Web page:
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Redlands Unified schools will run visitors’ names through national sex-offender database

By Jennifer Iyer

Redlands Daily Facts

Published: August 10, 2018 at 6:16 p.m.

 

Parents, visitors and students might notice some new security measures at the entrances of Redlands Unified School District schools.

The district has been busy installing fences, doors and a card reader to create a single point of entry watched by the Raptor Visitor Management System.

As the new system gets implemented at schools, visitors will all have to enter through the office where they will submit a form of ID office staff can input into the Raptor system. The system will compare the visitor’s name and date of birth with a national registered sex offender database.

Chrissy Fitch, a mother of five and the PTA council president, said she had heard some concerns from elementary parents who want to drop and pick up their children on campus, which she has done for all her children.

“Feeling like you don’t have access to your children can be unsettling,” she said, but, she added “I would rather my child be protected than for me to be able to walk onto campus and just go to their classroom, because if I can, then anyone can.”

While visitors will not necessarily be prevented from coming on campus, the new system certainly adds more steps.

In the office, their ID will be scanned, or the information may be manually entered into the system, and once cleared, Raptor will spit out a sticker badge with their name, photo and the location where they are headed on campus.

The technology isn’t foolproof, however.

At a school in Apple Valley the system pulled up a false positive on a visitor with a common name, but staff members were able to use the information in the database to confirm it was a different person.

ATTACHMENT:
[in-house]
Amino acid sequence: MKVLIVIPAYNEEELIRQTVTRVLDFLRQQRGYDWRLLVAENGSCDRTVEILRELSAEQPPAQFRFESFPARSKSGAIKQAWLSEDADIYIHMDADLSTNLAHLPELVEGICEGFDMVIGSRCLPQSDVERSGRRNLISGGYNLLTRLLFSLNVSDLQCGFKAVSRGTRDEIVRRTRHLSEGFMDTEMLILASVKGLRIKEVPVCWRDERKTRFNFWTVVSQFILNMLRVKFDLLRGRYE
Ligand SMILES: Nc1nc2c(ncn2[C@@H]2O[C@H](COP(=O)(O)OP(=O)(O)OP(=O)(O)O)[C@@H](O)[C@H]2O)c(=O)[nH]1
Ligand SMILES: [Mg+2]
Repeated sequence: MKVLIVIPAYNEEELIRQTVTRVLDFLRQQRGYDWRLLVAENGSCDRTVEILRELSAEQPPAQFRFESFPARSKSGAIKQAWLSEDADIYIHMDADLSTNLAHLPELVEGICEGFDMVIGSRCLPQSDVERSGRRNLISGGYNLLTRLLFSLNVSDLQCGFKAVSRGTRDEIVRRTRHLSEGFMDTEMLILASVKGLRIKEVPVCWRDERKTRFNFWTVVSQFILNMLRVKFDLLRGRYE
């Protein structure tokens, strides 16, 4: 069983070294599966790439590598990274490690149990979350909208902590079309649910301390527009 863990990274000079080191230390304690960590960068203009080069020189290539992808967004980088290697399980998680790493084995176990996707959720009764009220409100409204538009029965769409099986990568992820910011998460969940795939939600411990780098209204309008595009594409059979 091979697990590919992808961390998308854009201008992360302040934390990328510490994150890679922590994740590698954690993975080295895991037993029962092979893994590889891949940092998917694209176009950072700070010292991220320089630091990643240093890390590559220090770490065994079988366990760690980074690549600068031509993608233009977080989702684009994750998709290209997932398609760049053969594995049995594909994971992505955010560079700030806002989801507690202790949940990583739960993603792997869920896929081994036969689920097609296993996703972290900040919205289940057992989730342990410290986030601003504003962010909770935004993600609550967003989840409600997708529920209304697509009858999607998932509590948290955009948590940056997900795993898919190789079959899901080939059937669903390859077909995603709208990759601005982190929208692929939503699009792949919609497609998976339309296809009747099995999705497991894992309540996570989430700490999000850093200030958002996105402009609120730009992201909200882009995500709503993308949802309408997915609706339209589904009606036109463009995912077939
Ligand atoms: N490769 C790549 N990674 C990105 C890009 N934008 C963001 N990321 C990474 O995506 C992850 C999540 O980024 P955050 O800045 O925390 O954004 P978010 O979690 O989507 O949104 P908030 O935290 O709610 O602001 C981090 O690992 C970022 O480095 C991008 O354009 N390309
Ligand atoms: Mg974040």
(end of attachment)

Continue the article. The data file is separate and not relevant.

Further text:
Fitch said the badge will give staff not only a sense of security but empowerment as well.

“When you go on a campus of five- to six-hundred little kids you’re not going to know all the parents, you’re not going to know who’s supposed to be there and who isn’t,” she said. “Having that official, very identifiable piece of information on someone’s shirt is going to make things easier to spot who shouldn’t be there.”

Some visitors, though, may be wary of having their names run through any kind of database.

“The sensitivity here lies with folks who may not be citizens that are fearful,” said district spokeswoman MaryRone Shell. “It’s not going to be any kind of database like that.”

The registered sex offender database is the only database checked by the system, according to a letter from the district sent to parents, and besides name and date of birth, no other data will be gathered or recorded, and no information will be shared with outside agencies.

“Based on your socio-economic background and cultural background, this could provide comfort, but it could also provide fear and intimidation,” Fitch said. She said she hopes the district is being sensitive to that in their outreach about the program.

“Our children benefit when these parents are active in our community, so I hope that that message is being pushed,” Fitch said.

Other local districts using the Raptor system include schools in San Bernardino City Unified, Fontana Unified and Apple Valley Unified.

The technology has been around for about 16 years, and is in place in more than 18,000 schools across the nation.

“I love it. I’m all about having our kids be safe,” Fitch said.  “I know that it can be seen as an inconvenience to visitors of the school sites, but I think inconvenience is not as important as the safety of our students and our staff.”